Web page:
Løgum Abbey was founded in 1173 by Bishop Stefan of Ribe who had previously been at Herrevad Abbey in Skåne, the first Cistercian foundation in Denmark. Løgum was in a sense a daughter house to Herrevad. The abbey was called "Locus Dei" in Latin (Guds sted in Danish), meaning "God's place") and dedicated to the Virgin Mary.
The new wooden monastery was destroyed by a fire in 1190. Bishop Omer of Ribe encouraged monks from other monasteries to go to Løgum to rebuild the abbey and its church. King Valdemar II gave it several farms to provide it with a steady income.
The surviving four-sided abbey complex was constructed of red bricks apparently manufactured on the site in the Gothic style. It was completed during the first decades of the 1300s and consisted of the church, and at least two wings, one for the monks and one for guests and the hospital.
The church and one wing of the conventual buildings have survived to modern times.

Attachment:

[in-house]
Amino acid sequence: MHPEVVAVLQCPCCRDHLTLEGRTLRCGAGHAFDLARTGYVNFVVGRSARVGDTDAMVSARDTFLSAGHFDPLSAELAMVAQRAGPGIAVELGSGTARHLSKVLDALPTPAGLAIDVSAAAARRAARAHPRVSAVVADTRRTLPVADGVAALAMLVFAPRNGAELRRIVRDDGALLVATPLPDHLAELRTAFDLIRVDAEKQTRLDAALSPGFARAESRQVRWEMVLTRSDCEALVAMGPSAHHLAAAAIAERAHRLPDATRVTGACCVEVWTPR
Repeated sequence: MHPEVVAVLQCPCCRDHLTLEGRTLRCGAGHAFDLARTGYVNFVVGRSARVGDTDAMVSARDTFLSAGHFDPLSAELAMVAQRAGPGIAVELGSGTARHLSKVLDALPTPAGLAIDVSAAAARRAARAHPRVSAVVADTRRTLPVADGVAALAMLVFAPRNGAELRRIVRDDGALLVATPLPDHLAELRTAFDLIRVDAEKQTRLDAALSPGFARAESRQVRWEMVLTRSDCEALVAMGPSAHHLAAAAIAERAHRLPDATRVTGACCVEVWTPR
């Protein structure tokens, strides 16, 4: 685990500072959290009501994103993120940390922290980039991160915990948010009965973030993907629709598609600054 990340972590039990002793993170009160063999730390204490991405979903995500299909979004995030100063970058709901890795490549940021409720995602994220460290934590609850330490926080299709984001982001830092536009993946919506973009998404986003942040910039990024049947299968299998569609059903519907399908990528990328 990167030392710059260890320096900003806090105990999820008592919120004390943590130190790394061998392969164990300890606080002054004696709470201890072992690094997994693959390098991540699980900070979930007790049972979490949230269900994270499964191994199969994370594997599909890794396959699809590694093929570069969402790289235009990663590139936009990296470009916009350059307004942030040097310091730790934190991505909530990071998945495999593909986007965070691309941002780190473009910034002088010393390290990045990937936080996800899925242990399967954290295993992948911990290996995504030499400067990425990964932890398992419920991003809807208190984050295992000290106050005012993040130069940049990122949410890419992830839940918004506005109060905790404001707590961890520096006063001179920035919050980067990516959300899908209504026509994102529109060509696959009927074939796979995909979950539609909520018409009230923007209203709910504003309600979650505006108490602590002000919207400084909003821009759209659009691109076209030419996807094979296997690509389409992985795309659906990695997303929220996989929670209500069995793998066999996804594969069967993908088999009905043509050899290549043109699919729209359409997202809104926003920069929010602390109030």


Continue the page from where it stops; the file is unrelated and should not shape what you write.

The church was built as the north range of the abbey precinct in the form of a Latin cross with a nave and two side aisles. Chapels were added down the sides of the nave over time. The building shows the mix of Romanesque and Gothic styles: some arches are rounded Romanesque arches, and others are the characteristic pointed arches of the Gothic style.
The tower over the transept contains three bells, the oldest, preserved from the original abbey, dating from 1442, cast by an unknown bell maker. The other two bells are relatively recently cast by De Smithske in 1924 and 1925.
- ↑ now in Sweden
- Løgumkloster Parish website (Danish)
- Information on parishes and churches in North Schleswig (German)
- Wissing, Jürgen, 1972: Kloster Lögum, in Schriften der Heimatkundlichen Arbeitsgemeinschaft für Nordschleswig, Heft 26, 1972 (German)